O’Connor personally, along with other leaders of most of the trade unions, including the biggest ones for many years, SIPTU and IMPACT. And also by the Irish Congress of Trade Unions. That is why Jack O’Connor gets booed now if he ever dares stand on a public platform related to trade union struggle, a treatment received also by David Beggs before he retired from the Presidency of ICTU.
Back in 2011, another giant banner hung from Liberty Hall – that time it urged us to VOTE LABOUR, as did leaders of other trade unions. Stretching magnanimity, we might give the trade union leaders the benefit of the doubt and say they had forgotten that the Labour Party had only ever been in Government in coalition, most often with the right-wing Blueshirt Fine Gael party and that its most recent spell sharing power had given us one of the most repressive governments in the history of the State. Let us imagine for a moment that these social-democratic union leaders had forgotten all that. But, after February 2011, as Labour and Fine Gael went into coalition and both reneged on their election promises, as the Coalition government began to attack the working class and the lower middle class, what is their excuse then? When did they denounce the Labour Party to their members, publicly disaffiliating from the party? No, never, and the fact that those disgusting connections continue was underlined by the presence at the book launch of a Labour Party junior Government Minister and the late arrival of none other than Joan Burton, Minister for Social Constriction …. er, sorry, Protection.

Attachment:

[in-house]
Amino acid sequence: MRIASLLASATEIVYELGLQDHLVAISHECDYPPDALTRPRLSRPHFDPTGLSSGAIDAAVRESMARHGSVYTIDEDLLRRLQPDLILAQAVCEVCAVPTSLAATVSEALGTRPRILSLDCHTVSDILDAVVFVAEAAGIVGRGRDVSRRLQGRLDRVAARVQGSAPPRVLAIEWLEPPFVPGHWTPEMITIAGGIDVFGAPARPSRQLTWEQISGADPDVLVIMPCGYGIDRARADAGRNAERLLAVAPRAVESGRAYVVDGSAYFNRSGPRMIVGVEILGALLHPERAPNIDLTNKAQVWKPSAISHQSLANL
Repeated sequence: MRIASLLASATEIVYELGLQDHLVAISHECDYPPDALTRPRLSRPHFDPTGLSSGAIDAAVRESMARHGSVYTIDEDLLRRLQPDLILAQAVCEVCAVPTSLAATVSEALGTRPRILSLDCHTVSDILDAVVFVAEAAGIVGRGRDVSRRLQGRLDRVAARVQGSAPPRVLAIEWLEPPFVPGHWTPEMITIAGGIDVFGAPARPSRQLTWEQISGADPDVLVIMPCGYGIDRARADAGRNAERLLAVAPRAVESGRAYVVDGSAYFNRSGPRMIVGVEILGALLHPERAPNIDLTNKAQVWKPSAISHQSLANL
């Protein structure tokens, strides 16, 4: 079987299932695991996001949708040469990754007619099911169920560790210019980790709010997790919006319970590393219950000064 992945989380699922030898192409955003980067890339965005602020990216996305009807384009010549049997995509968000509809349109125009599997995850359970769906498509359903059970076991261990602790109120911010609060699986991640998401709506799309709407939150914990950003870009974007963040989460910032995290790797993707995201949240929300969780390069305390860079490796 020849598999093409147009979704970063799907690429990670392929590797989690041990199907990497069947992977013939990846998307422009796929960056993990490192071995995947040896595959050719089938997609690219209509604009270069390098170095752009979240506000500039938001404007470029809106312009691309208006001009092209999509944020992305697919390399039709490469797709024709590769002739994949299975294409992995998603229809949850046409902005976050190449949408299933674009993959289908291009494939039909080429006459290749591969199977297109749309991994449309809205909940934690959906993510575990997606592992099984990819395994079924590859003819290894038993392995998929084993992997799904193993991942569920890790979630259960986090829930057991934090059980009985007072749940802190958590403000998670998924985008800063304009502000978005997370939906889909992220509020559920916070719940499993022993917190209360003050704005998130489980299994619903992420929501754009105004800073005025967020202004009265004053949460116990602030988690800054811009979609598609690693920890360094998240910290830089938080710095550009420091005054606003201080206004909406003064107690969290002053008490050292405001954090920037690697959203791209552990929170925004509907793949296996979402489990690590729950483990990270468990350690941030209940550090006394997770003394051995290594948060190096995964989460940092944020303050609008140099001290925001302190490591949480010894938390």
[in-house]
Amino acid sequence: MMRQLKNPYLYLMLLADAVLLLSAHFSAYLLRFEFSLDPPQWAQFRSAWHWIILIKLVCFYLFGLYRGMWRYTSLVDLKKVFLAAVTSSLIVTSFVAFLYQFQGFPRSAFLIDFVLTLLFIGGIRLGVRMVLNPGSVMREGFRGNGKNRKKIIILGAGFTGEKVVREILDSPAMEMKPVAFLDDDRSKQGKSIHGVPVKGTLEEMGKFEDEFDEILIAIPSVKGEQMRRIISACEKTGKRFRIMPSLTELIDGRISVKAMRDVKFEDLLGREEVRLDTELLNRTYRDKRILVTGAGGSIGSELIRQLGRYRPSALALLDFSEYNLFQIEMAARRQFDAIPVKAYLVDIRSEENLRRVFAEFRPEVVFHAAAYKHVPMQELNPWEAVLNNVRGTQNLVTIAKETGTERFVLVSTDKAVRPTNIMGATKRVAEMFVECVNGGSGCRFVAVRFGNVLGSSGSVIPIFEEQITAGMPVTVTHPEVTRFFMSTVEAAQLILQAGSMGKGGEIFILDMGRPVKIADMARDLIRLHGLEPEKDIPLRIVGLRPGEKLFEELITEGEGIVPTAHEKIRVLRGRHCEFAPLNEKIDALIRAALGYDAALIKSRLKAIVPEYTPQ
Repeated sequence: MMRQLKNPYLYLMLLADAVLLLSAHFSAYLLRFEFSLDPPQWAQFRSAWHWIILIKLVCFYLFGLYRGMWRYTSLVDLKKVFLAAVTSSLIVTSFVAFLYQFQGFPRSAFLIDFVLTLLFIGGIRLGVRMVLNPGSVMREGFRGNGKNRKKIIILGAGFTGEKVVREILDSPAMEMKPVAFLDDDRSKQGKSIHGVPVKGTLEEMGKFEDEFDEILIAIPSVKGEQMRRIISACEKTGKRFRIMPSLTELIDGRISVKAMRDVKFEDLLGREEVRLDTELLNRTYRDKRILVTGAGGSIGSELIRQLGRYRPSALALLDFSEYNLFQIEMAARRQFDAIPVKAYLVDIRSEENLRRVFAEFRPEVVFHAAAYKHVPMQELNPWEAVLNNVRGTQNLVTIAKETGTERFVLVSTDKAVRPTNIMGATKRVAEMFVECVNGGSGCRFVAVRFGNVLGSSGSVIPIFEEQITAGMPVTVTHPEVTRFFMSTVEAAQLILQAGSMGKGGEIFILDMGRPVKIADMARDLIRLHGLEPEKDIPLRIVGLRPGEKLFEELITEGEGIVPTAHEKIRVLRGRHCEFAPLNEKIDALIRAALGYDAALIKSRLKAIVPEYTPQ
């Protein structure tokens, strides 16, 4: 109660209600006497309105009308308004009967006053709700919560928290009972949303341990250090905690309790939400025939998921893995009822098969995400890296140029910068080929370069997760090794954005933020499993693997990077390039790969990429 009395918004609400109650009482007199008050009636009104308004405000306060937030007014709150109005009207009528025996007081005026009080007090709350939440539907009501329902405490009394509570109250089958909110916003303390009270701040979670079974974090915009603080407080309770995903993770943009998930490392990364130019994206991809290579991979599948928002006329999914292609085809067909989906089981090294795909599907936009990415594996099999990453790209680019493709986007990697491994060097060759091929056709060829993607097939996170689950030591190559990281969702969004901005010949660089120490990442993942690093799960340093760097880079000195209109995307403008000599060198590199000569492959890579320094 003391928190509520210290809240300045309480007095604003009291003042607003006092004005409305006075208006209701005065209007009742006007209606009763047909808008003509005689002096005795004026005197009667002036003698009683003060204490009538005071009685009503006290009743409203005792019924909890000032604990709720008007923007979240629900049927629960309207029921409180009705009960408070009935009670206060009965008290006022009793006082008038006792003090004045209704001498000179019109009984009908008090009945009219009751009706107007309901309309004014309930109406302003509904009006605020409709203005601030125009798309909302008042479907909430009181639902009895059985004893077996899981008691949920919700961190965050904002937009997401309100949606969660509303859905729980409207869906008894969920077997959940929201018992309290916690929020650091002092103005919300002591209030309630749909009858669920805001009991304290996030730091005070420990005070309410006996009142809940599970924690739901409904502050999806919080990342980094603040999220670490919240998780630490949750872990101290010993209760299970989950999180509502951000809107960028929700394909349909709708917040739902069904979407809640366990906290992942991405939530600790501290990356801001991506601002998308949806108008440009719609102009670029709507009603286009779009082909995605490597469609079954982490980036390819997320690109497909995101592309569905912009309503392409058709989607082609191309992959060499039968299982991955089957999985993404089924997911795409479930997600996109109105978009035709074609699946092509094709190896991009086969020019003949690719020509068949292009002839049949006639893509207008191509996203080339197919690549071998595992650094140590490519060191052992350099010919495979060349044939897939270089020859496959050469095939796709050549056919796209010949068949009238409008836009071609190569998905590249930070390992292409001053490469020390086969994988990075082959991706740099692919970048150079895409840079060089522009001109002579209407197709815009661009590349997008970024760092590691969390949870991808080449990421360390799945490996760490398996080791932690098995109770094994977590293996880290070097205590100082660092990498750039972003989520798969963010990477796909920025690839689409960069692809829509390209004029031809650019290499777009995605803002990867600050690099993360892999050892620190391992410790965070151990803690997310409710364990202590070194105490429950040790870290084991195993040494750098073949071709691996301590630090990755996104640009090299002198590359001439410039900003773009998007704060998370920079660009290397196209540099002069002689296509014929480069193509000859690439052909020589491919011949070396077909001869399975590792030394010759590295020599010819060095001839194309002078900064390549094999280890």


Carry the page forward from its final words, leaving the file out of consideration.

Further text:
Considering that the book being launched was about the Civil War, it is really extraordinary that no speaker mentioned the repression by the Free State during and after that war. I am certain that Padraig Yeates has not glossed over that, he is much too honest and too good a historian to do so. But that only one speaker at the launch (Catriona Crowe) should mention the sinister Oriel House and none the at least 25 murders its occupants organised, nor the 125 other murders by Irish Free State soldiers and police, nor the 81 state executions between November 1922 and January 1923, sets one wondering at just how much self-hypnosis sections of our political and academic classes are capable.